There’s this book called Flights of Fancy: Creative Inspiration from 10 Award-Winning Authors and Illustrators. It has various authors and it’s about cause each, each author wrote their own section. They are different laureates from recent years. It explains all about what they do, their method of illustrating, of getting inspiration. And each one gives their ideas and their life lessons in their art lessons writing, illustrating lessons. It’s just a really neat hands-on book and introduces children to some authors. They may not remember their names as much, but they’ll remember their writing. They each have their point that they want to make and share with the child. And so there’s quite a few different writers, 20 ideas for creative projects, and more about the laureates. And it’s just really got a lot of information. This would be a really neat book to have in your library.
And then I don’t know if you know about the Fan brothers, Terry Fan and Eric Fan. They’re both author-illustrators, and they have beautiful illustrations in their books. I watched an interview with them. If you have Kindle Freetime Unlimited for your kids, this particular book is in that section. It’s called The Night Gardener. And this one is not your usual kind of art. This is talking about topiaries, but it has a magical feel to it. But what’s cool about it, too, is as you’re doing that, you can even talk about the Fans, the two brothers, who have really mastered their art and have used it to create fantastic children’s books. And this one is actually about their dad, because he would always shape the trees and make topiaries. Now it’s an exaggeration of that. It’s definitely hyperbole in this book, but it’s really a great book and really well done. So that is called The Night Gardener by Terry and Eric fan.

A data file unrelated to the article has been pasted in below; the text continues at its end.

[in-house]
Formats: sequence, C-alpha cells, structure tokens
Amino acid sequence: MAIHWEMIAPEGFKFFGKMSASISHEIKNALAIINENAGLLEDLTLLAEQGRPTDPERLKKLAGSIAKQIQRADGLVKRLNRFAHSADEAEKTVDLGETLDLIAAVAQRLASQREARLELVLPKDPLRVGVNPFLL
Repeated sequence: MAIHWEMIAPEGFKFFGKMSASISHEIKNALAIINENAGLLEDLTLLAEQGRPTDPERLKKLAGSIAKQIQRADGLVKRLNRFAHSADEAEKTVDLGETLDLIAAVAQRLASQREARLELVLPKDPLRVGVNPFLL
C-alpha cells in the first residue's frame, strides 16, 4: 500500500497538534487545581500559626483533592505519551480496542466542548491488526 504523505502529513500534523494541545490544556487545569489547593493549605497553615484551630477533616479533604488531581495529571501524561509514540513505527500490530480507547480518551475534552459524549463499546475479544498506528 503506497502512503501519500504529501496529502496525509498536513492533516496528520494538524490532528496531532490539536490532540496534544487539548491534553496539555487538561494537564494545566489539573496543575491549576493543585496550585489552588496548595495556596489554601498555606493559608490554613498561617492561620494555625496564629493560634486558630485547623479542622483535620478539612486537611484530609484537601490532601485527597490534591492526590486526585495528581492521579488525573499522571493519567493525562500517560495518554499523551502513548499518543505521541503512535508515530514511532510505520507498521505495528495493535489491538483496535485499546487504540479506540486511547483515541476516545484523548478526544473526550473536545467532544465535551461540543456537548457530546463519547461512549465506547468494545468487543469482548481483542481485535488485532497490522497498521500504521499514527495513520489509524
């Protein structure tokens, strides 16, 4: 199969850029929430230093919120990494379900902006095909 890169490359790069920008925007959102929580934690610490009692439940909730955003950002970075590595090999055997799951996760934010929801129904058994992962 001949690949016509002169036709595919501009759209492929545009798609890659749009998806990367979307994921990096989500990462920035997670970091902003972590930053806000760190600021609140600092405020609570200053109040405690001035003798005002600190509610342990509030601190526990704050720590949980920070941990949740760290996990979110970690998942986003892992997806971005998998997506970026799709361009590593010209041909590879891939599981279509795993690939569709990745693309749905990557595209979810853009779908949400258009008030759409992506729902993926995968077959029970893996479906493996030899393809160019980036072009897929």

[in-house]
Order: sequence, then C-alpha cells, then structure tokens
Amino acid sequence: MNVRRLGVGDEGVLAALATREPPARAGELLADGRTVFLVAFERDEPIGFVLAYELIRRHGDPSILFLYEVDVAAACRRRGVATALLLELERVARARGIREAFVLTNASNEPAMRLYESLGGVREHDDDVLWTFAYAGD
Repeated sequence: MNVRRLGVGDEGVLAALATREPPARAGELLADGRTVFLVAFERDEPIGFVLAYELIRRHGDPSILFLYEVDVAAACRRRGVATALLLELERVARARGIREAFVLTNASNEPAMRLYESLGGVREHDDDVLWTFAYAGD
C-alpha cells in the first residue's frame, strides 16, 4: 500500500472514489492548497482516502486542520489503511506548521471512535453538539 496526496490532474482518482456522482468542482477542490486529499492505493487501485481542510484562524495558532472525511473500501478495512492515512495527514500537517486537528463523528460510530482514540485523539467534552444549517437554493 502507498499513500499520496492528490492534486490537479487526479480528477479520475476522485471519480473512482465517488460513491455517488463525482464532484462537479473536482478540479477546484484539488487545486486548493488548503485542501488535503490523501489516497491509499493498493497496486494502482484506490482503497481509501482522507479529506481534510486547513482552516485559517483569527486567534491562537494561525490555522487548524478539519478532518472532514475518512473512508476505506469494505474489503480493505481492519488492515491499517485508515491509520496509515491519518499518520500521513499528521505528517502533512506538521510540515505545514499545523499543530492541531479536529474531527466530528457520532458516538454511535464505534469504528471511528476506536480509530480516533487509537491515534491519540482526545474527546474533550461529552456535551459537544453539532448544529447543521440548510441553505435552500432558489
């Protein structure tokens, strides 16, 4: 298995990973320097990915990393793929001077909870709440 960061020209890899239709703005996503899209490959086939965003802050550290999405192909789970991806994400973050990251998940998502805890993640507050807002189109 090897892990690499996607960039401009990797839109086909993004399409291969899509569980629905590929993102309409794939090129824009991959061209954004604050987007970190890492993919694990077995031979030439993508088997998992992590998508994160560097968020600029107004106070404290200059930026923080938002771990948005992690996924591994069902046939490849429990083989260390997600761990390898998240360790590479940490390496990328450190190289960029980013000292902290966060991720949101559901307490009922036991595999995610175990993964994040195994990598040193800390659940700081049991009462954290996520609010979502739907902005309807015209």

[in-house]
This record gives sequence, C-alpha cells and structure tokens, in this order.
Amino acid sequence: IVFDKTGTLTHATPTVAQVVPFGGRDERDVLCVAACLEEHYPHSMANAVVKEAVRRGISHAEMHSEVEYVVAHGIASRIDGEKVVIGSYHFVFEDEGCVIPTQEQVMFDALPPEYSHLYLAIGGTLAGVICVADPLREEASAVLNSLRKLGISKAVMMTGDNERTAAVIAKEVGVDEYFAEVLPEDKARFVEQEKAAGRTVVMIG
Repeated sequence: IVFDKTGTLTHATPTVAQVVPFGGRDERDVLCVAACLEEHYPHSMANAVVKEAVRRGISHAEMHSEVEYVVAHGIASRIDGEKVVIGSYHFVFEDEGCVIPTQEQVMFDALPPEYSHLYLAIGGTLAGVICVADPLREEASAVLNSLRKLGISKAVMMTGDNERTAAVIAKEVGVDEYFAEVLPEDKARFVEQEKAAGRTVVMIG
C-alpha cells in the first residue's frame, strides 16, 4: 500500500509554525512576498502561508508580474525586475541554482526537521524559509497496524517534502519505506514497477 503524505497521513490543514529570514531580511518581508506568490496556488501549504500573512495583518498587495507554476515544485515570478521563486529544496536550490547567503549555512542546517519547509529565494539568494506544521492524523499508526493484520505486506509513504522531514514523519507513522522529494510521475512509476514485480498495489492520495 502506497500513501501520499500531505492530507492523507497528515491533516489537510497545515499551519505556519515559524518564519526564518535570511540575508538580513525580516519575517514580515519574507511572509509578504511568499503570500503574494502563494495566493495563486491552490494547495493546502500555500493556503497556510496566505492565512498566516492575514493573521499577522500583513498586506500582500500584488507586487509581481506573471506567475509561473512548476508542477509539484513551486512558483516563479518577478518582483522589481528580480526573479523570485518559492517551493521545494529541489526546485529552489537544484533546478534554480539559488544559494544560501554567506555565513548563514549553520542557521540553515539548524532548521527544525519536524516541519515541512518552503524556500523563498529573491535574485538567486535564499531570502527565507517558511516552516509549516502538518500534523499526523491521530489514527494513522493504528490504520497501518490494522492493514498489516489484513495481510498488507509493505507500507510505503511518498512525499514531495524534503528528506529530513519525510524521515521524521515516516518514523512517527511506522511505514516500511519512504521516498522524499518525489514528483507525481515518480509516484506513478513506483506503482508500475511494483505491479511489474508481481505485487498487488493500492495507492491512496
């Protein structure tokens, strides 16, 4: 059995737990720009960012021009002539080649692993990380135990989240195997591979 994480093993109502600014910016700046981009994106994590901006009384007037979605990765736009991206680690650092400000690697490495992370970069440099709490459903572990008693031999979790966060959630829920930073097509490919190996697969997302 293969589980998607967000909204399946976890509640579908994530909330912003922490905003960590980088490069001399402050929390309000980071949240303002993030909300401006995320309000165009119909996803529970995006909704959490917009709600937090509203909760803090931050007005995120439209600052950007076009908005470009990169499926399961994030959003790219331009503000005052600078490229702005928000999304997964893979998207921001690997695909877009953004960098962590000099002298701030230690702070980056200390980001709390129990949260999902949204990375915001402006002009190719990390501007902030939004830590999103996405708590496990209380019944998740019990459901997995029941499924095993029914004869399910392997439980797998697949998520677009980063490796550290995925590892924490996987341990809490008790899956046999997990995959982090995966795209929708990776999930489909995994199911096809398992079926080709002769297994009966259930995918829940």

Another cute book that celebrates creation and God’s love for us and how he shows through general revelation through nature that He does love us is a book called This I Know: Seeing God in the World He Made by Clay Anderson and illustrated by Natalie Merheb. And in this book, this little girl goes through her day and talks about all the nature she sees, all the things she sees. “Jesus loves me this I know for the butterflies tell me so,” “for the sunrise tells me so,” and it’s really cute because it’s celebrating God’s creation and pointing to the fact that he has revealed himself to the world through His creation. And the whole world tells us that Jesus loves us. It’s just a really cute book. If you want to start maybe a unit on art with a book like this, to say, you know, God created all things through creating us in His image. He’s created us to be creative, then go into art. I think that’s just the best way to go into art classes.
Now there are several more books I want to share, which I know is a lot, but these are fulfilling a different purpose. The first ones are practical art books–some that you can use to help let your kids practice drawing, to practice some different art. And so, depending on what their age is and what they’re interested is, here are a few you may want to check out. Now, one is called Blank Comic Book for Kids, and it’s where you create your own comic book. You open it up, and it’s just a blank journal with different boxes and things drawn so that a child could then draw in their own cartoons.
One of the important skills a preschooler needs to learn is scissor skills. And so any book you can find with scissor skills in it is excellent because it helps with their writing. It helps with their reading, and it helps with their coordination. Scissor skills are really basic and important. This particular book is from Modern Kid Press, and it’s called Scissor Skills Preschool Workbook for Kids: A Fun Cutting Practice Activity Book for Toddlers and Kids Ages Three to Five.